It can be difficult escaping the materialism and consumerism that surrounds the holidays. Try one of these six activities to teach your child what this season is really about.
The holidays—and the unfortunate materialism that comes with it—are here. Everywhere you look, messages are trying to entice you to buy more, have more, and want more.
Retailers fire off clever advertisements, all aiming to attract consumers. Unfortunately, they don’t spare our children. You might not be able to shield your children from catchy commercials and colorful catalogs. It is possible to teach them what it means to give in meaningful ways this holiday season.
Hannah, my 8-year-old daughter, circled nearly every item in the American Girl Doll catalog that recently came in the mail. She dreams of playing with the miniature diner and Samantha’s holiday set (whose prices are far from diminutive). I cringe when she lists the numerous items on her wish list.
It isn’t easy to raise non-materialistic children in today’s world. Yet, it’s a worthwhile undertaking. Here are a few activities that you and your child can do to help them learn what “gift” really means.
Draw Pictures for a Retirement Home
Kids’ drawings—with their misspelled words, silly images, and creative use of color—can brighten any one’s day, particularly the elderly.
Ask your child to draw his favorite outdoor winter activity or holiday tradition. Take time to explain where the picture is going, and why it will be such a treat.
Volunteer at a Homeless Shelter or Soup Kitchen
Instead of hearing your child say ‘I want’ during the holidays, see if you can change his narrative to ‘I’m grateful for.’ Introducing your child to others who are less fortunate might be one way to change his or her tune.
Hannah has joined me when I’ve served dinner to residents at a homeless shelter. She always has great time interacting with the residents. Through smiles and brief conversations, she has learned that homeless people are just like us. This lesson of common humanity is an important one for children to learn.
Go to VolunteerMatch.org to find out if there’s a local shelter that could use a hand.
Send a Care Package to a Military Member or Peace Corps Volunteer
Members of the military and volunteers will be away from their families this holiday season. Express your gratitude by sending a care package. If you don’t know anyone in the military or Peace Corps, ask your friends on Facebook if they know anyone serving overseas.
Have fun putting a thoughtful package together with your child. The U.S. Postal Service offers free military care package kits.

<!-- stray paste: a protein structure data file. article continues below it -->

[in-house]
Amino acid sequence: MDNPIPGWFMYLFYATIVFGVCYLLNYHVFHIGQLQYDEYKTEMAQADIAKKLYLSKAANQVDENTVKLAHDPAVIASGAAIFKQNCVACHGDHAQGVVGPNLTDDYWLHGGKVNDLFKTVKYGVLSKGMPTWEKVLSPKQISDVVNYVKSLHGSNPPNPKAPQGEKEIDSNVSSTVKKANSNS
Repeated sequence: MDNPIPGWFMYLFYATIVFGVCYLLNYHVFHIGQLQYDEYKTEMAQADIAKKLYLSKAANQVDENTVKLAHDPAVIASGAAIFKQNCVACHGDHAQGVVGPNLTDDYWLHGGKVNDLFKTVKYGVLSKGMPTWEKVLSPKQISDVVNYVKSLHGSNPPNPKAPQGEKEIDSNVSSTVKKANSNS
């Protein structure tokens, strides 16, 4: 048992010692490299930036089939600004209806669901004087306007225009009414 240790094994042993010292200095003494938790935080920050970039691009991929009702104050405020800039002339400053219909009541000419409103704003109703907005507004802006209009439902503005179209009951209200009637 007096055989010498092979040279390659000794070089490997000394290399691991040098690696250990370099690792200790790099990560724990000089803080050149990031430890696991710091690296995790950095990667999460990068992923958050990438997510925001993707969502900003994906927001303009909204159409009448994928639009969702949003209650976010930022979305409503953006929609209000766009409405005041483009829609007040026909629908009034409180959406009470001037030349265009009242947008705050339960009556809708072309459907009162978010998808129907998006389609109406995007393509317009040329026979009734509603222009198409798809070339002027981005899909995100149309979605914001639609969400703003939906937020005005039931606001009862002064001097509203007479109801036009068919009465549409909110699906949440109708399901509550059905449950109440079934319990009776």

Deliver Fun to a Pediatric Ward or Orphanage
I can’t imagine anything worse than spending the holidays in the hospital with my sick child, yet that is what many families face. Show your compassion by delivering happiness in the form of board games and coloring books.
Sadly, some children do not have families. They, too, could benefit from your thoughtfulness. Reach out to your local hospital or orphanage first to find out if they have any restrictions or specific needs.
Bake for Your Neighbors or Friends
My 95-year-old friend, Virginia, once told me that when she was a child, she and her mother would bake a cake every weekend and would cut the cake in half. Virginia and her mother would keep one half, and they would deliver the other half to someone—a new mother, someone mourning the loss of a loved one, or anyone who needed a pick-me-up.
You’ll enjoy creating memories with your children in the kitchen, while showing your neighbors or friends that you’re thinking of them. Involve your child by asking her what you should bake and who should be the recipient.
Give COMPASSION IT Wristbands
I founded a nonprofit organization that sells reversible black-and-white wristbands that puts compassion front-of-mind. Flip the wristband over when you “compassion it.” They come in pairs; so you and your child can each wear one. The wristbands are a fun way to introduce compassion to your family, and you’ll enjoy asking your child every evening what she did to flip her wristband.
We can’t hibernate until January, so we might as well do our best to spread some joy during this busy time of year. Perhaps these meaningful gifts will turn into holiday traditions for you and your family.
Do you have more ideas for how to introduce meaningful giving to children? Please share in the comments section.